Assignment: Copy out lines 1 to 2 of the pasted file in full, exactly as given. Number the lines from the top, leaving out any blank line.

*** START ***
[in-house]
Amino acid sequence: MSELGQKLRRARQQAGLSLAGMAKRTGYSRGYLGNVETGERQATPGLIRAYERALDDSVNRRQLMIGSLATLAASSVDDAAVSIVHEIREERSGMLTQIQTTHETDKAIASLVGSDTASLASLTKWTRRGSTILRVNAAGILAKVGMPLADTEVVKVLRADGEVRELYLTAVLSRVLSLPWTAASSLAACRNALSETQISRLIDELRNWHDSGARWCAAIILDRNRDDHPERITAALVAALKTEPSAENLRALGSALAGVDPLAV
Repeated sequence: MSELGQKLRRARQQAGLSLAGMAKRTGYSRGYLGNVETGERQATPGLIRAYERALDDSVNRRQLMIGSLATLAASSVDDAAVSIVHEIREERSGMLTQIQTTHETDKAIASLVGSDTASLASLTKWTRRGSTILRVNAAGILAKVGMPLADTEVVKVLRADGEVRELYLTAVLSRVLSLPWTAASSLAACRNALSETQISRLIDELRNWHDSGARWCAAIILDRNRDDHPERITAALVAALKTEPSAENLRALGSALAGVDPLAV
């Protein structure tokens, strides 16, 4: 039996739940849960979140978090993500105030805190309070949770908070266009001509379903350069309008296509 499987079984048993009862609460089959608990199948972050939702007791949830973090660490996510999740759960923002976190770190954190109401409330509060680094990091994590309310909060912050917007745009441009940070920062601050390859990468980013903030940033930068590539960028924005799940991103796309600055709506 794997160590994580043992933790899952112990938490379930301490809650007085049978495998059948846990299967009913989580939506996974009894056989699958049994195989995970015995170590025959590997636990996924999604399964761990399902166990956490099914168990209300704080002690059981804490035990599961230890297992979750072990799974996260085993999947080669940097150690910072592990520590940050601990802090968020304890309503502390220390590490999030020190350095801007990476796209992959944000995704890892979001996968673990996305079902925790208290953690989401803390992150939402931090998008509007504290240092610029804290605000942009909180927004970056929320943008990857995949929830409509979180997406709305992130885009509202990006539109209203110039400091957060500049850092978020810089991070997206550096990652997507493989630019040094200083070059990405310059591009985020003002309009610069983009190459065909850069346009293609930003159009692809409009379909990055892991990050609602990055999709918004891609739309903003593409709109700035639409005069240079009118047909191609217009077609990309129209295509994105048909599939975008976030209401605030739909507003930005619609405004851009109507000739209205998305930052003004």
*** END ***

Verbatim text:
[in-house]
Amino acid sequence: MSELGQKLRRARQQAGLSLAGMAKRTGYSRGYLGNVETGERQATPGLIRAYERALDDSVNRRQLMIGSLATLAASSVDDAAVSIVHEIREERSGMLTQIQTTHETDKAIASLVGSDTASLASLTKWTRRGSTILRVNAAGILAKVGMPLADTEVVKVLRADGEVRELYLTAVLSRVLSLPWTAASSLAACRNALSETQISRLIDELRNWHDSGARWCAAIILDRNRDDHPERITAALVAALKTEPSAENLRALGSALAGVDPLAV